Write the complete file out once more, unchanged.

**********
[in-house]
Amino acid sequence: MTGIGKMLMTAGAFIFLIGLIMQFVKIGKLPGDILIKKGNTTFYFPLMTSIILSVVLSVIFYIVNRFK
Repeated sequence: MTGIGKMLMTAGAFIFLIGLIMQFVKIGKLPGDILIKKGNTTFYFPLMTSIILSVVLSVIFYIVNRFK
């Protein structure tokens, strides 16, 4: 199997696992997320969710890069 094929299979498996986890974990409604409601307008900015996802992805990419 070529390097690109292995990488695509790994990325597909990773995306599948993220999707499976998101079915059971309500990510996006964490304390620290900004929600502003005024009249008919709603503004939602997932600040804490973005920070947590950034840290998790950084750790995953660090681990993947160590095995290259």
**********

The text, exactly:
[in-house]
Amino acid sequence: MTGIGKMLMTAGAFIFLIGLIMQFVKIGKLPGDILIKKGNTTFYFPLMTSIILSVVLSVIFYIVNRFK
Repeated sequence: MTGIGKMLMTAGAFIFLIGLIMQFVKIGKLPGDILIKKGNTTFYFPLMTSIILSVVLSVIFYIVNRFK
């Protein structure tokens, strides 16, 4: 199997696992997320969710890069 094929299979498996986890974990409604409601307008900015996802992805990419 070529390097690109292995990488695509790994990325597909990773995306599948993220999707499976998101079915059971309500990510996006964490304390620290900004929600502003005024009249008919709603503004939602997932600040804490973005920070947590950034840290998790950084750790995953660090681990993947160590095995290259």